The water supply to homes and business in one of the worst affected areas in Northland could be cut off to reserve water if significant rain does not fall in the next fortnight.
Kaipara District Council has warned that river and dam levels were at a critical level and has indicated the further restrictions, such as daily limits to the water supply, may be necessary.
"We would consider limiting the period the water supply is available during the day. This decision would not be taken lightly," council community engagement manager Barbara Ware said.
She said the council dam at Waiatua was only about 35 per cent full but since it was being preserved for future use, water was currently being drawn from the Kaihi River.
A district-wide hose and sprinkler ban came into effect on February 23 and anyone found breaching the restrictions could be liable for a fine of $500.
Despite regional challenges, Whangarei remains without restrictions, with dam levels at Wilsons and Whau Valley at 91 per cent and 93 per cent respectively - enough to last until the end of April, even if no rain fell.
Two other dams, the Gomez Dam at Hikurangi and Takahiwai Dam at Ruakaka, are not currently in use but are available in emergencies.
Council water services manager Andrew Venmore said a lot of rain in December topped the dams and at the beginning of this year, they were unusually full.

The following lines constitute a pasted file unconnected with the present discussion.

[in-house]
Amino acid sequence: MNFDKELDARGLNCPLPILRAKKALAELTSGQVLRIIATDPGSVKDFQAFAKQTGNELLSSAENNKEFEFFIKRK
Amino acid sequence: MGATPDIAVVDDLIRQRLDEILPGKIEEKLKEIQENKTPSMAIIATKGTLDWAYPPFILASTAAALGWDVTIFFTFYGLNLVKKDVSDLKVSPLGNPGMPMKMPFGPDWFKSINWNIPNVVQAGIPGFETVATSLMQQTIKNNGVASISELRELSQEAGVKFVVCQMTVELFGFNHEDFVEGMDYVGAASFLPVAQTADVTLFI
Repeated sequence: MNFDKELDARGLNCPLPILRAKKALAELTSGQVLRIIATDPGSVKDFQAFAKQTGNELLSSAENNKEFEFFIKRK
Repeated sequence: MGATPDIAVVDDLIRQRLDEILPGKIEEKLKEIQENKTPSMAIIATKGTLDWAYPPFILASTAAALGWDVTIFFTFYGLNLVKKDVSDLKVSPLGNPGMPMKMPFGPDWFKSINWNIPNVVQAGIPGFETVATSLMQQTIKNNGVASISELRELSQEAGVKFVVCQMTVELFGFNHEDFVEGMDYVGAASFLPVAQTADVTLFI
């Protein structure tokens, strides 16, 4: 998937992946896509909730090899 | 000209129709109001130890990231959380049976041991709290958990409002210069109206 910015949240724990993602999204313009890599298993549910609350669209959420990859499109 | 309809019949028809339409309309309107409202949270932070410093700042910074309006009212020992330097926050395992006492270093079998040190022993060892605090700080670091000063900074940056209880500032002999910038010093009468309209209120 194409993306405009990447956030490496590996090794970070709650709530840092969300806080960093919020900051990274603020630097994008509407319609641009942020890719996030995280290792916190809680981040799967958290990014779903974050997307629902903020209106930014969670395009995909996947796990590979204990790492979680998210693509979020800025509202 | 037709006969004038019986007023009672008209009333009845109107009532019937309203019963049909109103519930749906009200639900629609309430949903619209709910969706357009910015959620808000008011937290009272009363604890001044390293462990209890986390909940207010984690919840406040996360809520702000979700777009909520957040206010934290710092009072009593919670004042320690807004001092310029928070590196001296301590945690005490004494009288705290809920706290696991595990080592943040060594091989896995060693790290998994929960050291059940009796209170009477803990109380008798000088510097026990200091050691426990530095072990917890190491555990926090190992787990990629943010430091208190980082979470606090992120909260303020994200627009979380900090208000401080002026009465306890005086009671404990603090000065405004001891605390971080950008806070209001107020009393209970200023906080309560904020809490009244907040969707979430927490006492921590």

He said water levels at both of those dams were about 65 per cent at the start of 2010 - the year restrictions were put in place.
Level one water restrictions have been imposed in the South Hokianga towns of Omapere and Opononi and council spokesman Rick McCall said other areas were likely to follow suit if the district was unable to achieve voluntary water savings by about 20 per cent.
The Far North District Council has warned that water could be initially limited to the use of a hose, operation of a sprinkler or irrigation system at home, and filling a swimming pool.
The next step will be to restrict all water use to sanitation purposes only and once that point is reached, it's highly likely the FNDC is only able to maintain water supplies by using tankers.
Restrictions on the two towns were yesterday increased to level two - only 10 days after a limit on water use was first placed.
Level two bans the use of hoses for any purpose, including spraying gardens, washing vehicles, external cleaning of buildings, filling or topping up swimming pools, and cleaning paved areas.